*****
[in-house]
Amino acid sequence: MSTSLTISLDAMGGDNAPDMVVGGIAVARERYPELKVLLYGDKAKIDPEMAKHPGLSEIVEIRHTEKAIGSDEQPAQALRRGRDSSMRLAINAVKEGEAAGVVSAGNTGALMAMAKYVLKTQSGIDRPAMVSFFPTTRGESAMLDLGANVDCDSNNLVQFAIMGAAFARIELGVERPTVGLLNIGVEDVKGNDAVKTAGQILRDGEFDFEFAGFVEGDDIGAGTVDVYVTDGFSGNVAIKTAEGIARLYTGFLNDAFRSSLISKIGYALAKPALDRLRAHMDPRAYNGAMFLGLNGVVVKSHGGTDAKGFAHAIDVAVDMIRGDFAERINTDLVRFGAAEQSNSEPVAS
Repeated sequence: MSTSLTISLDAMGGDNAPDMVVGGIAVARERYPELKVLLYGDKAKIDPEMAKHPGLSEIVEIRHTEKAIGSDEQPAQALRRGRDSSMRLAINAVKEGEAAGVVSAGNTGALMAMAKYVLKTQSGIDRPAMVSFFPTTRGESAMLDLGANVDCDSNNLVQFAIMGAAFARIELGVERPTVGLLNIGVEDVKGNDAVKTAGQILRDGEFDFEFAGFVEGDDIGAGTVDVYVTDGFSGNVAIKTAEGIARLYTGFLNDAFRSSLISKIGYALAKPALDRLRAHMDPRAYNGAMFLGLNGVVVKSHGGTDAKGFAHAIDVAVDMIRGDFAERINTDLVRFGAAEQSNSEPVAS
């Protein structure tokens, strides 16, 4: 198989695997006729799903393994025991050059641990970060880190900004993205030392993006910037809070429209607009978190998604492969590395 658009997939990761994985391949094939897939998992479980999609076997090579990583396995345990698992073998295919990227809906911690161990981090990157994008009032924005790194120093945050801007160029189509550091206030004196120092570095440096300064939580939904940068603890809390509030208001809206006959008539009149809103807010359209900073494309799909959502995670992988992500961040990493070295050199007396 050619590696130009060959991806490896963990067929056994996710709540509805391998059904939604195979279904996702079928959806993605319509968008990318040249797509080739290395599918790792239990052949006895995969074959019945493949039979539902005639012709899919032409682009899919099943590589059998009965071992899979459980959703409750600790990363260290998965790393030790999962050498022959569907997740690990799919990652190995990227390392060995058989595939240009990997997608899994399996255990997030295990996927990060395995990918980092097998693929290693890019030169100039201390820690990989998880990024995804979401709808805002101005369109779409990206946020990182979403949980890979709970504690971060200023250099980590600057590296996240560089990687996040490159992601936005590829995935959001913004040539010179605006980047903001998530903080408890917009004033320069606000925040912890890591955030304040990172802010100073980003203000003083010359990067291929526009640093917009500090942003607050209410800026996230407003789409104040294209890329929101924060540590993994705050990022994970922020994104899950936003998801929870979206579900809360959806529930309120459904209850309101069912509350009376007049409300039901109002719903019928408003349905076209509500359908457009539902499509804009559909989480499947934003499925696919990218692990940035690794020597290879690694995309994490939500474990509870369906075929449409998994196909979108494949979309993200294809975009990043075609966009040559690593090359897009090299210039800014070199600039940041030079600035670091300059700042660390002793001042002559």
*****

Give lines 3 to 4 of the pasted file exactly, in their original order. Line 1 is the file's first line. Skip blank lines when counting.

Repeated sequence: MSTSLTISLDAMGGDNAPDMVVGGIAVARERYPELKVLLYGDKAKIDPEMAKHPGLSEIVEIRHTEKAIGSDEQPAQALRRGRDSSMRLAINAVKEGEAAGVVSAGNTGALMAMAKYVLKTQSGIDRPAMVSFFPTTRGESAMLDLGANVDCDSNNLVQFAIMGAAFARIELGVERPTVGLLNIGVEDVKGNDAVKTAGQILRDGEFDFEFAGFVEGDDIGAGTVDVYVTDGFSGNVAIKTAEGIARLYTGFLNDAFRSSLISKIGYALAKPALDRLRAHMDPRAYNGAMFLGLNGVVVKSHGGTDAKGFAHAIDVAVDMIRGDFAERINTDLVRFGAAEQSNSEPVAS
């Protein structure tokens, strides 16, 4: 198989695997006729799903393994025991050059641990970060880190900004993205030392993006910037809070429209607009978190998604492969590395 658009997939990761994985391949094939897939998992479980999609076997090579990583396995345990698992073998295919990227809906911690161990981090990157994008009032924005790194120093945050801007160029189509550091206030004196120092570095440096300064939580939904940068603890809390509030208001809206006959008539009149809103807010359209900073494309799909959502995670992988992500961040990493070295050199007396 050619590696130009060959991806490896963990067929056994996710709540509805391998059904939604195979279904996702079928959806993605319509968008990318040249797509080739290395599918790792239990052949006895995969074959019945493949039979539902005639012709899919032409682009899919099943590589059998009965071992899979459980959703409750600790990363260290998965790393030790999962050498022959569907997740690990799919990652190995990227390392060995058989595939240009990997997608899994399996255990997030295990996927990060395995990918980092097998693929290693890019030169100039201390820690990989998880990024995804979401709808805002101005369109779409990206946020990182979403949980890979709970504690971060200023250099980590600057590296996240560089990687996040490159992601936005590829995935959001913004040539010179605006980047903001998530903080408890917009004033320069606000925040912890890591955030304040990172802010100073980003203000003083010359990067291929526009640093917009500090942003607050209410800026996230407003789409104040294209890329929101924060540590993994705050990022994970922020994104899950936003998801929870979206579900809360959806529930309120459904209850309101069912509350009376007049409300039901109002719903019928408003349905076209509500359908457009539902499509804009559909989480499947934003499925696919990218692990940035690794020597290879690694995309994490939500474990509870369906075929449409998994196909979108494949979309993200294809975009990043075609966009040559690593090359897009090299210039800014070199600039940041030079600035670091300059700042660390002793001042002559």